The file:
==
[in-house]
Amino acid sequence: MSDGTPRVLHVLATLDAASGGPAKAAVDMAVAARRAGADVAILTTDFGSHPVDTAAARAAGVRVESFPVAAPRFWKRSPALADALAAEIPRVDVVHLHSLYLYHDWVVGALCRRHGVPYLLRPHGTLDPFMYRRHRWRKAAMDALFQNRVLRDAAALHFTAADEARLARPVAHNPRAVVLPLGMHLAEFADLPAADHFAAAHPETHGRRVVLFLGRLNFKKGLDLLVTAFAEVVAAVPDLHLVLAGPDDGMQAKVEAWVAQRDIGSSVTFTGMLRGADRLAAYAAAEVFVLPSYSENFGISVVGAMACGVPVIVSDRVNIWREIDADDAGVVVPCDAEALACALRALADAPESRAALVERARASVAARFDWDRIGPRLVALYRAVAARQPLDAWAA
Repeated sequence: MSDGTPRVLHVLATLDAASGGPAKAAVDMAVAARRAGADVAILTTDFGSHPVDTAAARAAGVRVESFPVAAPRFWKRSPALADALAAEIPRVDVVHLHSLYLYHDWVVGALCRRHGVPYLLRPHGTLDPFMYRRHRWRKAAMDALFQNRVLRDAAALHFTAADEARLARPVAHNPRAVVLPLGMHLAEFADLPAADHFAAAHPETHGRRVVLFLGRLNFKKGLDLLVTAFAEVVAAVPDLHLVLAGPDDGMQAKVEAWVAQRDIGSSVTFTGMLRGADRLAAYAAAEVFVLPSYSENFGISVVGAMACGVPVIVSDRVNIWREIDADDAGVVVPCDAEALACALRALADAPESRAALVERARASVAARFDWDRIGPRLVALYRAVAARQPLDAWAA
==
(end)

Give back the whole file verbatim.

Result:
[in-house]
Amino acid sequence: MSDGTPRVLHVLATLDAASGGPAKAAVDMAVAARRAGADVAILTTDFGSHPVDTAAARAAGVRVESFPVAAPRFWKRSPALADALAAEIPRVDVVHLHSLYLYHDWVVGALCRRHGVPYLLRPHGTLDPFMYRRHRWRKAAMDALFQNRVLRDAAALHFTAADEARLARPVAHNPRAVVLPLGMHLAEFADLPAADHFAAAHPETHGRRVVLFLGRLNFKKGLDLLVTAFAEVVAAVPDLHLVLAGPDDGMQAKVEAWVAQRDIGSSVTFTGMLRGADRLAAYAAAEVFVLPSYSENFGISVVGAMACGVPVIVSDRVNIWREIDADDAGVVVPCDAEALACALRALADAPESRAALVERARASVAARFDWDRIGPRLVALYRAVAARQPLDAWAA
Repeated sequence: MSDGTPRVLHVLATLDAASGGPAKAAVDMAVAARRAGADVAILTTDFGSHPVDTAAARAAGVRVESFPVAAPRFWKRSPALADALAAEIPRVDVVHLHSLYLYHDWVVGALCRRHGVPYLLRPHGTLDPFMYRRHRWRKAAMDALFQNRVLRDAAALHFTAADEARLARPVAHNPRAVVLPLGMHLAEFADLPAADHFAAAHPETHGRRVVLFLGRLNFKKGLDLLVTAFAEVVAAVPDLHLVLAGPDDGMQAKVEAWVAQRDIGSSVTFTGMLRGADRLAAYAAAEVFVLPSYSENFGISVVGAMACGVPVIVSDRVNIWREIDADDAGVVVPCDAEALACALRALADAPESRAALVERARASVAARFDWDRIGPRLVALYRAVAARQPLDAWAA